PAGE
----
Angie's List aims for $66 million with public offering

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Consumer review website Angie's List Inc. said Wednesday that it expects to raise roughly $66.4 million with its initial public offering and price its shares between $11 and $13.

The Indianapolis company's shares will trade on NASDAQ under the ticker symbol ANGI.

Angie's List first announced the planned offering in August and said at the time that it hoped to raise up to $75 million.

The company said in the latest filing that expects to sell 6.25 million shares, with about 2.5 million to be sold by current stockholders. The company won't get any of the money from the shares sold by current stockholders.

The offering could raise as much as $81.1 million if its underwriters exercise their option to sell extra shares.

The company said it will use the money for advertising to get new members, and for general corporate purposes.

Angie's List said it plans to continue aggressively investing in national advertising to deepen its market penetration, particularly in New York and Los Angeles. It has also said it is expanding into new categories. It started by focusing on home improvement services, and now covers categories such as health and car restoration.

As IBJ reported Tuesday, Angie's List lost $43.2 million in the first nine months of this year, a 59-percent increase over the same time period of 2010.


  • Mayor's Buddies
    Use it for Advertising... That is comforting if you are an investor.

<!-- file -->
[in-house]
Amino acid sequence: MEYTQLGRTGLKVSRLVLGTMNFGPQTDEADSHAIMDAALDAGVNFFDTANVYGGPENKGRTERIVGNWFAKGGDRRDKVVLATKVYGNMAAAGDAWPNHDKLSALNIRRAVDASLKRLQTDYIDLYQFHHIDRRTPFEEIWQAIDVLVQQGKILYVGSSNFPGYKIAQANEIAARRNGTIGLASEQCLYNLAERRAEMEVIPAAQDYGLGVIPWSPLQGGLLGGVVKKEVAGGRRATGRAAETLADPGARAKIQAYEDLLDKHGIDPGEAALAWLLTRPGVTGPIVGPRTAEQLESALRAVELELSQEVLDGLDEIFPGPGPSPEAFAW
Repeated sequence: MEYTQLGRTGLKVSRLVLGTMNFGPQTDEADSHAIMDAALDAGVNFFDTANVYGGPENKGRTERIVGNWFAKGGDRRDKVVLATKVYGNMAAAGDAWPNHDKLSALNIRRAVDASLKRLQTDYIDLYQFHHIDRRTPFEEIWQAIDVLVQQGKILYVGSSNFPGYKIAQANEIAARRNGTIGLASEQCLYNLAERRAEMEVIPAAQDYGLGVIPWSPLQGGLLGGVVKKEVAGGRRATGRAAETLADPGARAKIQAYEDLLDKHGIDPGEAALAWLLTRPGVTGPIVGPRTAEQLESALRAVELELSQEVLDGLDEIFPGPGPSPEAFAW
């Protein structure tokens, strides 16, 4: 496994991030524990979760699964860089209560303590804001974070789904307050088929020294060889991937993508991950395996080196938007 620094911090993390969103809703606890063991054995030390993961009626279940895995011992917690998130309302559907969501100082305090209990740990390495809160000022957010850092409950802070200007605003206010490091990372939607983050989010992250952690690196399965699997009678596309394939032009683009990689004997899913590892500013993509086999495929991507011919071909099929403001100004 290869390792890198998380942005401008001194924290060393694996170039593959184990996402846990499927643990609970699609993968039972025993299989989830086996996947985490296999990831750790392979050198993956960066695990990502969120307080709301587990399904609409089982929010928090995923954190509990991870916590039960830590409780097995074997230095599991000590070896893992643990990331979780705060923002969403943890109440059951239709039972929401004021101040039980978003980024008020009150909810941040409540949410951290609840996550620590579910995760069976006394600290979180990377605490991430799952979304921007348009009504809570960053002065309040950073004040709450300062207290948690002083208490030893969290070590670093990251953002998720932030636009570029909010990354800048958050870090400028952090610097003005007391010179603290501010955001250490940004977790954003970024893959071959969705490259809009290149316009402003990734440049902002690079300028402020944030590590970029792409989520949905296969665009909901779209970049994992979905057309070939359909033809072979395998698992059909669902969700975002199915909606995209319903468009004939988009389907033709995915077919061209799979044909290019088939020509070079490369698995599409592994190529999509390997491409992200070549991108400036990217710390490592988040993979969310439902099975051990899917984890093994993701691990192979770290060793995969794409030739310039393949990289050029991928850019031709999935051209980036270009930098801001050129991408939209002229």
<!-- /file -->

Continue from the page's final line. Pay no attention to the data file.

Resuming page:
This company is about as useful as a Thick Yellow Page Phone Book v. Someone simply going the business online.

    This business model is highly flawed and is rich in the red. So blown away that Mitch and his buddy Ballard are giving $ so this failed business model can buy real estate? IF I AM AN INVESTOR MY FIRST QUESTION IS WHY OWN THE REAL ESTATE NOW AT THIS POINT.

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  1. A Tilted Kilt at a water park themed hotel? Who planned that one? I guess the Dad's need something to do while the kids are on the water slides.

  2. Don't come down on the fair for offering drinks. This is a craft and certainly one that belongs in agriculture due to ingredients. And for those worrying about how much you can drink. I'm sure it's more to do with liability than anything else. They don't want people suing for being over served. If you want a buzz, do a little pre-drinking before you go.

  3. I don't drink but go into this "controlled area" so my friend can drink. They have their 3 drink limit and then I give my friend my 3 drink limit. How is the fair going to control this very likely situation????

  4. I feel the conditions of the alcohol sales are a bit heavy handed, but you need to realize this is the first year in quite some time that beer & wine will be sold at the fair. They're starting off slowly to get a gauge on how it will perform this year - I would assume if everything goes fine that they relax some of the limits in the next year or couple of years. That said, I think requiring the consumption of alcohol to only occur in the beer tent is a bit much. That is going to be an awkward situation for those with minors - "Honey, I'm getting a beer... Ok, sure go ahead... Alright see you in just a min- half an hour."

  5. This might be an effort on the part of the State Fair Board to manage the risk until they get a better feel for it. However, the blanket notion that alcohol should not be served at "family oriented" events is perhaps an oversimplification. and not too realistic. For 15 years, I was a volunteer at the Indianapolis Air Show, which was as family oriented an event as it gets. We sold beer donated by Monarch Beverage Company and served by licensed and trained employees of United Package Liquors who were unpaid volunteers. And where did that money go? To central Indiana children's charities, including Riley Hospital for Children! It's all about managing the risk.